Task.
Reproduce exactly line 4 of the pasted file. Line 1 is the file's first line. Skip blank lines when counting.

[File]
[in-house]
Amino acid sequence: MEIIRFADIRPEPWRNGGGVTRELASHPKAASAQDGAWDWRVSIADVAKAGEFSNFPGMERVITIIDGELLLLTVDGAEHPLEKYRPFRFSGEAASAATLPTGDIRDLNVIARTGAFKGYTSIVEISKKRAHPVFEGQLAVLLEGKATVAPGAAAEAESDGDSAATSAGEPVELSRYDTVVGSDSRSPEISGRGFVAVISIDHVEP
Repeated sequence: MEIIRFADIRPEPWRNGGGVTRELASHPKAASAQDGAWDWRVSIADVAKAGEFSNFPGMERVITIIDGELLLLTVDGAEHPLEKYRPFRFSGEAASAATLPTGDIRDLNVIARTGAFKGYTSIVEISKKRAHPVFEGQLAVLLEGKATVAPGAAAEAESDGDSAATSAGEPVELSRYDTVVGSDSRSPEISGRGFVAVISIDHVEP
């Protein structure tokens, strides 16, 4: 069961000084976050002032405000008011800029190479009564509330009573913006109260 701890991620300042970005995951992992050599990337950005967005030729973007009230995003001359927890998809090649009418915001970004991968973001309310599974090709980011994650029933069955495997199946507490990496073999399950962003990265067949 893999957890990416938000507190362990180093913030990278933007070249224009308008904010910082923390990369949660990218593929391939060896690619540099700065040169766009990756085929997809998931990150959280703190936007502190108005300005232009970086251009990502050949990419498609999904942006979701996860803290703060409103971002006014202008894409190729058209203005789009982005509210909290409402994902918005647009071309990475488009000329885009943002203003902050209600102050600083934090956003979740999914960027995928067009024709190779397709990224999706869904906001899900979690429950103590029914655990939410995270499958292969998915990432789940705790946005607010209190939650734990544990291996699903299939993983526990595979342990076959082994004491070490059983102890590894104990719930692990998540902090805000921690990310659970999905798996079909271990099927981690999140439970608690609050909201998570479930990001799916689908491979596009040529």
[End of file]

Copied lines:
């Protein structure tokens, strides 16, 4: 069961000084976050002032405000008011800029190479009564509330009573913006109260 701890991620300042970005995951992992050599990337950005967005030729973007009230995003001359927890998809090649009418915001970004991968973001309310599974090709980011994650029933069955495997199946507490990496073999399950962003990265067949 893999957890990416938000507190362990180093913030990278933007070249224009308008904010910082923390990369949660990218593929391939060896690619540099700065040169766009990756085929997809998931990150959280703190936007502190108005300005232009970086251009990502050949990419498609999904942006979701996860803290703060409103971002006014202008894409190729058209203005789009982005509210909290409402994902918005647009071309990475488009000329885009943002203003902050209600102050600083934090956003979740999914960027995928067009024709190779397709990224999706869904906001899900979690429950103590029914655990939410995270499958292969998915990432789940705790946005607010209190939650734990544990291996699903299939993983526990595979342990076959082994004491070490059983102890590894104990719930692990998540902090805000921690990310659970999905798996079909271990099927981690999140439970608690609050909201998570479930990001799916689908491979596009040529």